CT Grandmother Carries Baby for Daughter

Ask anybody who knows Keegan Montero and they’ll tell you, she was born to be a mom.

"It's what I've always wanted," said Keegan, a Harwinton resident.

Keegan might have developed that desire for children from her own mom, Jan Prenoveau.  She is a mother of seven.

"Those were the best times.  I'm jealous when I hear some body's going into the hospital to have a baby," said Jan.

About a year after Keegan married, the family was thrilled, but not exactly surprised when they learned she was expecting.

"We were all happy for her because we knew that's what she really wanted," said her mom.

"We were really excited," said Keegan.

But a couple months into the pregnancy Keegan miscarried.  She would eventually learn there was more heartache to come.

"We were just devastated.  It kept happening.  We kept getting more depressed," said Keegan.  “I didn't really feel like a woman.  Was it my fault?”

It became clear that Keegan could achieve a pregnancy without much difficulty.  However, holding onto it was a whole other story.  In all, she had five miscarriages.

She eventually enlisted the help of Reproductive Endocrinologist, Claudio Benadiva, at UCONN’s Center for Advanced Reproductive Services.

Two attempts at pregnancy with the assistance of in vitro fertilization failed.

"Anything that could go wrong with these pregnancies, went wrong," said Jan.

Jan saw her daughter's desperation and offered a solution.

"I just kept thinking about it," Jan said.  “Once you start thinking about something and you get it in your head.  You keep thinking about it and thinking about it.”

"My mother kept saying use me, use me.  I have 7 children!" Keegan said.
"She just kept pushing it. I want to help, I want to help, I want to help.  She wanted to do anything she could to help.”

Anything, including carrying a baby for Keegan.

Keegan says initially she and her husband were “weirded out” by the idea.  But eventually they came around.

“We said OK, mom.  We'll take your word for it.  Let's go.”

Next, they had to convince Dr. Benadiva to go along with the idea of the grandmother carrying the baby.

"At first, I was surprised, shocked and a little bit skeptical," said Dr. Benadiva.

But after consulting his colleagues he realized it wasn’t a bad idea.

“We all agreed it did make sense medically,” he said.

Jan was fifty at the time but an avid runner and in excellent health.

Using in vitro fertilization doctors transferred two of Keegan's embryos inside her mother’s uterus. 

On the same day, they also transferred two embryos inside Keegan.

Keegan will never forget the call from the doctor's office with the pregnancy test results.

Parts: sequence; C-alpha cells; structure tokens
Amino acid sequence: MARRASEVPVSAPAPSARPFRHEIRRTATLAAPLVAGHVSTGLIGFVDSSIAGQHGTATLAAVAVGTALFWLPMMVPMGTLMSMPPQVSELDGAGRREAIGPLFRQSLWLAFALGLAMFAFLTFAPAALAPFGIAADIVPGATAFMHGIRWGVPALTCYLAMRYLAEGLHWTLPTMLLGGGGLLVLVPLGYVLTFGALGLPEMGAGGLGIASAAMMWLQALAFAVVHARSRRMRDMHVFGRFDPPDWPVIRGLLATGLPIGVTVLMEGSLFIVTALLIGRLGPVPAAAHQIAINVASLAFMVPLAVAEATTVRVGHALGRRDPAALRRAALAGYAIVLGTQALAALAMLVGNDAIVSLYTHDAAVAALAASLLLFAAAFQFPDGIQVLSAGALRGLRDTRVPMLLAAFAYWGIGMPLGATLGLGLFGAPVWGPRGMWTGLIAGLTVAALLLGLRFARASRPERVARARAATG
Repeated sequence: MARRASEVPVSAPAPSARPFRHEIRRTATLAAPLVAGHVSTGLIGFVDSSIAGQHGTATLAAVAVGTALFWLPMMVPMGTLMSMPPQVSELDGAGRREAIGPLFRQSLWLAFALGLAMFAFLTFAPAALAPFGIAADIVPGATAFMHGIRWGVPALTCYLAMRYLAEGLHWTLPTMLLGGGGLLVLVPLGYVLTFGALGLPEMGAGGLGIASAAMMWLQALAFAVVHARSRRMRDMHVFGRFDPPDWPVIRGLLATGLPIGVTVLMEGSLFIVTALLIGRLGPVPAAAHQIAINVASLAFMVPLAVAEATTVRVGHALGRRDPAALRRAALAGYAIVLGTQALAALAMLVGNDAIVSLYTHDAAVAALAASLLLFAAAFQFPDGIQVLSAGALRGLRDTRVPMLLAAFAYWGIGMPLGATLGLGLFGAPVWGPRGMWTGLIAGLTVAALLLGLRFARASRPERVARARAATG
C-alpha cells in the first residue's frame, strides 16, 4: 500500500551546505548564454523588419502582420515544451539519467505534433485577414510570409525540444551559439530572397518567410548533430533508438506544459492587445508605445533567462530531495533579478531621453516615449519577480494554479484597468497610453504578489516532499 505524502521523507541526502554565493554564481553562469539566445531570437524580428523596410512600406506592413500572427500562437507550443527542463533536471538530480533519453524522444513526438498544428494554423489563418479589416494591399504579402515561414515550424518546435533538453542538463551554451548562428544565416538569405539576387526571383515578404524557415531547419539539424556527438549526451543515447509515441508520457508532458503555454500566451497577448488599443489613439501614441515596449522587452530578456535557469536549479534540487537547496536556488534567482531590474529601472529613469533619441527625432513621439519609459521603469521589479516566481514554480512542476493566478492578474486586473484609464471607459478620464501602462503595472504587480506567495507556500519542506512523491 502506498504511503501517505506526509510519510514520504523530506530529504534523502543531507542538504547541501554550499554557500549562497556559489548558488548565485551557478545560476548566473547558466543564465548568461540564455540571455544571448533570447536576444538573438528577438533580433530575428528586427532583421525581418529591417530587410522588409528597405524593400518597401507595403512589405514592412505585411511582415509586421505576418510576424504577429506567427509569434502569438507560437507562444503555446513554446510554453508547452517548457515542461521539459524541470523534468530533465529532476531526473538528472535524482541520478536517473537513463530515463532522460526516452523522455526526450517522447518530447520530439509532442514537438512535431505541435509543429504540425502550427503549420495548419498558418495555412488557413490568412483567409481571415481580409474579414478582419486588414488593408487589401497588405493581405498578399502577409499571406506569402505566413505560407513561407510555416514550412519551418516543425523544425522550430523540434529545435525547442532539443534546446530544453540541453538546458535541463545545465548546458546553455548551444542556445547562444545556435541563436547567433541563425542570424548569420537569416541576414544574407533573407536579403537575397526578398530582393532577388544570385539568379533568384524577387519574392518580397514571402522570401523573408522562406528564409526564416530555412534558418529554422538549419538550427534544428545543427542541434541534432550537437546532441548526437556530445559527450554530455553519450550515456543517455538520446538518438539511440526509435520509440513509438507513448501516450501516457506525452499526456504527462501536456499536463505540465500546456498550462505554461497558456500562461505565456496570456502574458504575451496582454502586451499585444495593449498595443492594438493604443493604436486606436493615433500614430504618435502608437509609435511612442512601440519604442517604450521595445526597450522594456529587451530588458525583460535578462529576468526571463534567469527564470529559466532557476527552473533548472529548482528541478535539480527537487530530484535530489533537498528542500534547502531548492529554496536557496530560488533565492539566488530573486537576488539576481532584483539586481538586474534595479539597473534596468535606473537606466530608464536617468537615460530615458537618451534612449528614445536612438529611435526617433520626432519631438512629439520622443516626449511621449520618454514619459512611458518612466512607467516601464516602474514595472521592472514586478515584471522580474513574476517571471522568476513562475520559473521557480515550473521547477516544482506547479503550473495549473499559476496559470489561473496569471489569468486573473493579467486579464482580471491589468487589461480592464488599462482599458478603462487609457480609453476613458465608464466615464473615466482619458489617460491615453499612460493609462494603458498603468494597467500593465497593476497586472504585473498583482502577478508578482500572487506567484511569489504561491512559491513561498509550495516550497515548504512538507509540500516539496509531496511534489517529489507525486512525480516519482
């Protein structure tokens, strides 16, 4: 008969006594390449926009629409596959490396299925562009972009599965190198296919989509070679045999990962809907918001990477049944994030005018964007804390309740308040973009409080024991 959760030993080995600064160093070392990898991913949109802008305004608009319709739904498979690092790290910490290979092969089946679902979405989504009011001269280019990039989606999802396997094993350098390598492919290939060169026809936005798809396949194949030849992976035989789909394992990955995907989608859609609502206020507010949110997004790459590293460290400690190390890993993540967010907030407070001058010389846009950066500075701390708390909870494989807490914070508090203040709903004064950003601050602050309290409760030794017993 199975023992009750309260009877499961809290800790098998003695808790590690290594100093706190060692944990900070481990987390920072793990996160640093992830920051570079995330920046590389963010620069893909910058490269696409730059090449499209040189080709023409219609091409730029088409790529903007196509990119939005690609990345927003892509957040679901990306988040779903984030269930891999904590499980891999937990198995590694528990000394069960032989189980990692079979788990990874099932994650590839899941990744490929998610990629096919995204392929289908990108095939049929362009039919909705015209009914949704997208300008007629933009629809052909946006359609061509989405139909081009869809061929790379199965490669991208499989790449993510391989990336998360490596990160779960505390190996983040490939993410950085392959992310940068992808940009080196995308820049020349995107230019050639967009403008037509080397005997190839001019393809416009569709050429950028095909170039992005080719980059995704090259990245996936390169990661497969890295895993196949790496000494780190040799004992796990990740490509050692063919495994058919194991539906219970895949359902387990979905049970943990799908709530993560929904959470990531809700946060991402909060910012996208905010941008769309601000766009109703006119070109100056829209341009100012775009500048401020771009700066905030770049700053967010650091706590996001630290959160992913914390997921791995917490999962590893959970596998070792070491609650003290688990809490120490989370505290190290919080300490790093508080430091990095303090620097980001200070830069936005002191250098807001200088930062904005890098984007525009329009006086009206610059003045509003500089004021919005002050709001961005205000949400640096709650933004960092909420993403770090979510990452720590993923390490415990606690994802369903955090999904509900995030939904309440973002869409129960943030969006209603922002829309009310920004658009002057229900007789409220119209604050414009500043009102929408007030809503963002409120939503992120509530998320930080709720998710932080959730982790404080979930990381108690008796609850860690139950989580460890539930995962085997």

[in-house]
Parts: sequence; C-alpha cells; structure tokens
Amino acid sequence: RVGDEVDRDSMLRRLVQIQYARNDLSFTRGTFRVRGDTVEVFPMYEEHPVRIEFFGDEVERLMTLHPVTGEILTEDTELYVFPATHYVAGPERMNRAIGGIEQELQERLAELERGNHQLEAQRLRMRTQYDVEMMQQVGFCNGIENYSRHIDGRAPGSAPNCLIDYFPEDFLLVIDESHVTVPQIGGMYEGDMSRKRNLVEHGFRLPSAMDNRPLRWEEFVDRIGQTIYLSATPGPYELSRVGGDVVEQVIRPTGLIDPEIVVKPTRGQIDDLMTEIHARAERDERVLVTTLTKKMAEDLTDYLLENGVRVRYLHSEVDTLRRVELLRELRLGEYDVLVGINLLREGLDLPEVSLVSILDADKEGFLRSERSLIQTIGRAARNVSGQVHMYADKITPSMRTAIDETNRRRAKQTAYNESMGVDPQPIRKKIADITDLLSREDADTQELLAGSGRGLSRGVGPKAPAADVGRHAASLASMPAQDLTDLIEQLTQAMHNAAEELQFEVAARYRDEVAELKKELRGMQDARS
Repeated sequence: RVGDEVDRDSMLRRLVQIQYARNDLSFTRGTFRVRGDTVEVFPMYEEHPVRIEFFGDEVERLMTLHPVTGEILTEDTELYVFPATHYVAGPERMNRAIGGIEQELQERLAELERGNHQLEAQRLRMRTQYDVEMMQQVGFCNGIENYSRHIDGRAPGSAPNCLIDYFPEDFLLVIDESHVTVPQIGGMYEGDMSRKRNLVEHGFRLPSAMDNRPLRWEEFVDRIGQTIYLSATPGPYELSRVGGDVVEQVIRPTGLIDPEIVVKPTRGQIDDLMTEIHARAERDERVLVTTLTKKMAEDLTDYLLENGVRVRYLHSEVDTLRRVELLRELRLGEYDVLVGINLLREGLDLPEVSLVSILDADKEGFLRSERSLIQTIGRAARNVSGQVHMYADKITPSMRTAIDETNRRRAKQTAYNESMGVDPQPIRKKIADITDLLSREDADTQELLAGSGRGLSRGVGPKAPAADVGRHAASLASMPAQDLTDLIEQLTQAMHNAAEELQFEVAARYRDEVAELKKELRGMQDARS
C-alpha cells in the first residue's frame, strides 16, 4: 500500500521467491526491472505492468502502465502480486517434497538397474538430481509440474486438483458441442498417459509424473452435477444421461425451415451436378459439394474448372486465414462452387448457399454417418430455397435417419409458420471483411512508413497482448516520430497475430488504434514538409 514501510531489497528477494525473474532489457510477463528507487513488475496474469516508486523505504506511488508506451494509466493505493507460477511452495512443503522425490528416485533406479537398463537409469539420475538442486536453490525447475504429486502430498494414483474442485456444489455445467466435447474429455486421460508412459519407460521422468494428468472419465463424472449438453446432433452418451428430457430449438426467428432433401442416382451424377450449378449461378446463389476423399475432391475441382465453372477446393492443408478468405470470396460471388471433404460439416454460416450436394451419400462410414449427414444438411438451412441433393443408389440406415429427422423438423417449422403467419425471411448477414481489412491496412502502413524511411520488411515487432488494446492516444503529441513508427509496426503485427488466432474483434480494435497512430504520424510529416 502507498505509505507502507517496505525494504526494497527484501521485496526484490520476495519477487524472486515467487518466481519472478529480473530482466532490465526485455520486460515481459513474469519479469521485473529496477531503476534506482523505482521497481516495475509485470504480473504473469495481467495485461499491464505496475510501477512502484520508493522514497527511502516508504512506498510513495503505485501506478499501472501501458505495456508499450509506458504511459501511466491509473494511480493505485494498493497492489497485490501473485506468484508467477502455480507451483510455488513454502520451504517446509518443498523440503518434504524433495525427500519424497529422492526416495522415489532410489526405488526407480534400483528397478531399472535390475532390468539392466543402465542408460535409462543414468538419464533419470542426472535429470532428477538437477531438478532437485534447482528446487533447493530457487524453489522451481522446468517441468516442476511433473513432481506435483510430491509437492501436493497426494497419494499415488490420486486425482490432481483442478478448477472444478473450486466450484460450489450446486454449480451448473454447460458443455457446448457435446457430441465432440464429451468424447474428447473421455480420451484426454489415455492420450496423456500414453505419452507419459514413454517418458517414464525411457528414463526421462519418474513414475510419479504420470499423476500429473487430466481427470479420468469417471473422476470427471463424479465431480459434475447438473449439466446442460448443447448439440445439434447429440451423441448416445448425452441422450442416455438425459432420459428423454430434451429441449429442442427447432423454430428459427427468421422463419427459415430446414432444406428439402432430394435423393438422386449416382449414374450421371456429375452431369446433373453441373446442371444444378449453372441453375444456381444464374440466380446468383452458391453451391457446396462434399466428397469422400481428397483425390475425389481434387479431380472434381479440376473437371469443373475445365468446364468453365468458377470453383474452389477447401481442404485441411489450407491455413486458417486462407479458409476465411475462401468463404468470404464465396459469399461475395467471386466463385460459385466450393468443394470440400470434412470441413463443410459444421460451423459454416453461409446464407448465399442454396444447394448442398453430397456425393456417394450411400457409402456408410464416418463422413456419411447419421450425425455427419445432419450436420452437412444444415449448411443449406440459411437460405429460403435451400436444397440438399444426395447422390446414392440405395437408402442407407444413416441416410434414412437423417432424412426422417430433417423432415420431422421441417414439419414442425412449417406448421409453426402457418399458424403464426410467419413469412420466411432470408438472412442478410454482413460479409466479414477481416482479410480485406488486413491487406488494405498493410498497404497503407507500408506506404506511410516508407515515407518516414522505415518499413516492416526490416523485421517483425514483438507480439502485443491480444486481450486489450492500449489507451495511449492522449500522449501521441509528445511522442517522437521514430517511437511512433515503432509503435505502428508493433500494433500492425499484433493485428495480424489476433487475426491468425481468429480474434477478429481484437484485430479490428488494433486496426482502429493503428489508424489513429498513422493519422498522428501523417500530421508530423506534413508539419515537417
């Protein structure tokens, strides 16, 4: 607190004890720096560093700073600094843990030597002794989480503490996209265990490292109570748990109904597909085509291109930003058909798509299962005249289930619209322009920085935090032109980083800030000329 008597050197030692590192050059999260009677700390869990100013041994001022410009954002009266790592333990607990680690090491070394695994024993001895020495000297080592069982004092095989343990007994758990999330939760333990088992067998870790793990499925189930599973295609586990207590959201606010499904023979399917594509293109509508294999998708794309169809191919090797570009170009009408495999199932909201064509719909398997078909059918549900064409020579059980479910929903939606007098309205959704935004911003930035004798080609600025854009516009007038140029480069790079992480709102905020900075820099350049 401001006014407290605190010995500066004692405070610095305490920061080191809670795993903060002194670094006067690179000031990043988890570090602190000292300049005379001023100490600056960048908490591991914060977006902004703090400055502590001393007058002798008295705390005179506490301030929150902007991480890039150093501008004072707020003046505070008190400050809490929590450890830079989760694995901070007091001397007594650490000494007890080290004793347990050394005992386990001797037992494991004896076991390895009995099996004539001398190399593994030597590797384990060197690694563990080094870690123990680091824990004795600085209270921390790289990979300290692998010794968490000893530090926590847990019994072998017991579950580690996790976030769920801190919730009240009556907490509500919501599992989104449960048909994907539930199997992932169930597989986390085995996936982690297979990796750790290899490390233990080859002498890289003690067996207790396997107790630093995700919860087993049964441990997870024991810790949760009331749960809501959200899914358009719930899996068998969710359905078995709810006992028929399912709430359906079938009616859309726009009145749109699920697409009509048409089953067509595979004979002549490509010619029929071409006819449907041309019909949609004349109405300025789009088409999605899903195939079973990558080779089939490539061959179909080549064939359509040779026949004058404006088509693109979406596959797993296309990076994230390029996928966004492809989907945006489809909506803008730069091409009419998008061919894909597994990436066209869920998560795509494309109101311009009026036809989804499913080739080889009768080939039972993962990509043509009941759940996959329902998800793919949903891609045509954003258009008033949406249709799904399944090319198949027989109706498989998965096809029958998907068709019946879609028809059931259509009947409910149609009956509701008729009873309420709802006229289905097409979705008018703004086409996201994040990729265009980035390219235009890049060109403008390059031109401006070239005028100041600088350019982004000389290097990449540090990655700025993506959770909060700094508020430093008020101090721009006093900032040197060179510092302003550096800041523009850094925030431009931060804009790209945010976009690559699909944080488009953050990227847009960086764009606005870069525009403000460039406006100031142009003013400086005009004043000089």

"They were really blunt and she said, you're not pregnant but your mother is," Keegan said.

“It gave me more hope because she is a strong woman and has had seven so I thought this could be the one.”

From that point forward, this mother and daughter lived the journey of pregnancy through a grandmother.

“We were there at every ultra sound and it felt like natural, normal,” said Keegan.

“I knew it was their baby I never felt it was mine.  There was a special connection with us. I believe we'll always have because of that,” said Jan.

Doctor Benadiva says three grandmothers have carried babies for their daughters at UCONN.  All have been successful.

"From all of the things that we do here I think it's been one of the most rewarding treatments we've done because it's very unique.  You can really help the whole family," Dr. Benadiva said.

On August 20, 2007, baby Ireland Montero arrived.

“She came out screaming and she was just beautiful,” Keegan said.

"I couldn't believe I had her after all those years of trying and feeling I knew she was coming and I finally had her.”

Now, a year and a half later, Keegan has settled into the role she's always wanted.

“The best reward is to be the mother.  I feel like that's what I was here to do, to be a mom and I'm very grateful to have her and to be the mom I always wanted to be.”

It’s a gift Keegan wouldn’t have without her own mother.

"I was really humbled and grateful she would do that for me," she said.   “This is how it was supposed to happen.”

The family is now looking forward to doing this all over again next year.

"I don't know what's going to happen.  I have four other daughters younger than her [Keegan].  I hope they don't have this problem.  I'll be in my 60's doing this," said Jan.

"I think she can do anything.  She's invincible to me," said Keegan.

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